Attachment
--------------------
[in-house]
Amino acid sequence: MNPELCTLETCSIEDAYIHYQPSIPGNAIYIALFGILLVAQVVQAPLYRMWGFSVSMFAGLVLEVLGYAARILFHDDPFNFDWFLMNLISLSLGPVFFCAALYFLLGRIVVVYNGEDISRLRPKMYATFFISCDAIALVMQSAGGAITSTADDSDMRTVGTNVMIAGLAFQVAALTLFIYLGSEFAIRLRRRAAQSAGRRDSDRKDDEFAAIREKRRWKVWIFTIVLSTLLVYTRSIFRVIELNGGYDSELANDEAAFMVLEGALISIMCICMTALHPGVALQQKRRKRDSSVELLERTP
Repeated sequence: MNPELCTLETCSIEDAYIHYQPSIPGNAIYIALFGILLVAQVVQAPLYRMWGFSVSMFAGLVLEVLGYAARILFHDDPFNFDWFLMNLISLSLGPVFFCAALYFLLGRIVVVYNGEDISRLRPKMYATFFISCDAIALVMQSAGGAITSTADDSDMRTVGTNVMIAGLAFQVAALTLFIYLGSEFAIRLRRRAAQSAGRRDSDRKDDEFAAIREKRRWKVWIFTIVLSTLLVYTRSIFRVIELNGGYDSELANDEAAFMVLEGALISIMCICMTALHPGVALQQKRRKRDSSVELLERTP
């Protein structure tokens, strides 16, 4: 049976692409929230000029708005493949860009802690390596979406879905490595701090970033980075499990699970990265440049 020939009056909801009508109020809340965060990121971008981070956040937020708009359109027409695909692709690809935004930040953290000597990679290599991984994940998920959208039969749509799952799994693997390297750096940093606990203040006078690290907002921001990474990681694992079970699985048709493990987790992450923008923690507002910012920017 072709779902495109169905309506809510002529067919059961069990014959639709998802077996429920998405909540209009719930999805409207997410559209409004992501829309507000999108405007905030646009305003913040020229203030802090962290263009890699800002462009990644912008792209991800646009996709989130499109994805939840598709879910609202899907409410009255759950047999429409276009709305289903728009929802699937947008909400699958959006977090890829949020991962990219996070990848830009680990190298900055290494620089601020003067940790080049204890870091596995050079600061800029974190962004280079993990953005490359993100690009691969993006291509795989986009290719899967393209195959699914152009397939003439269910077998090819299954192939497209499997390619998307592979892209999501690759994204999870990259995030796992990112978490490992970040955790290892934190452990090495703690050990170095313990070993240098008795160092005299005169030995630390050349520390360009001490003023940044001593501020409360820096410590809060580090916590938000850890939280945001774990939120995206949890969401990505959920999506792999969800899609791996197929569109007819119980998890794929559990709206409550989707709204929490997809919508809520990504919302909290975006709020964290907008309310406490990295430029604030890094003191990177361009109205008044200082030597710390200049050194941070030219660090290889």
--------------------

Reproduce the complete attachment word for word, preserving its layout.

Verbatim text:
[in-house]
Amino acid sequence: MNPELCTLETCSIEDAYIHYQPSIPGNAIYIALFGILLVAQVVQAPLYRMWGFSVSMFAGLVLEVLGYAARILFHDDPFNFDWFLMNLISLSLGPVFFCAALYFLLGRIVVVYNGEDISRLRPKMYATFFISCDAIALVMQSAGGAITSTADDSDMRTVGTNVMIAGLAFQVAALTLFIYLGSEFAIRLRRRAAQSAGRRDSDRKDDEFAAIREKRRWKVWIFTIVLSTLLVYTRSIFRVIELNGGYDSELANDEAAFMVLEGALISIMCICMTALHPGVALQQKRRKRDSSVELLERTP
Repeated sequence: MNPELCTLETCSIEDAYIHYQPSIPGNAIYIALFGILLVAQVVQAPLYRMWGFSVSMFAGLVLEVLGYAARILFHDDPFNFDWFLMNLISLSLGPVFFCAALYFLLGRIVVVYNGEDISRLRPKMYATFFISCDAIALVMQSAGGAITSTADDSDMRTVGTNVMIAGLAFQVAALTLFIYLGSEFAIRLRRRAAQSAGRRDSDRKDDEFAAIREKRRWKVWIFTIVLSTLLVYTRSIFRVIELNGGYDSELANDEAAFMVLEGALISIMCICMTALHPGVALQQKRRKRDSSVELLERTP
């Protein structure tokens, strides 16, 4: 049976692409929230000029708005493949860009802690390596979406879905490595701090970033980075499990699970990265440049 020939009056909801009508109020809340965060990121971008981070956040937020708009359109027409695909692709690809935004930040953290000597990679290599991984994940998920959208039969749509799952799994693997390297750096940093606990203040006078690290907002921001990474990681694992079970699985048709493990987790992450923008923690507002910012920017 072709779902495109169905309506809510002529067919059961069990014959639709998802077996429920998405909540209009719930999805409207997410559209409004992501829309507000999108405007905030646009305003913040020229203030802090962290263009890699800002462009990644912008792209991800646009996709989130499109994805939840598709879910609202899907409410009255759950047999429409276009709305289903728009929802699937947008909400699958959006977090890829949020991962990219996070990848830009680990190298900055290494620089601020003067940790080049204890870091596995050079600061800029974190962004280079993990953005490359993100690009691969993006291509795989986009290719899967393209195959699914152009397939003439269910077998090819299954192939497209499997390619998307592979892209999501690759994204999870990259995030796992990112978490490992970040955790290892934190452990090495703690050990170095313990070993240098008795160092005299005169030995630390050349520390360009001490003023940044001593501020409360820096410590809060580090916590938000850890939280945001774990939120995206949890969401990505959920999506792999969800899609791996197929569109007819119980998890794929559990709206409550989707709204929490997809919508809520990504919302909290975006709020964290907008309310406490990295430029604030890094003191990177361009109205008044200082030597710390200049050194941070030219660090290889």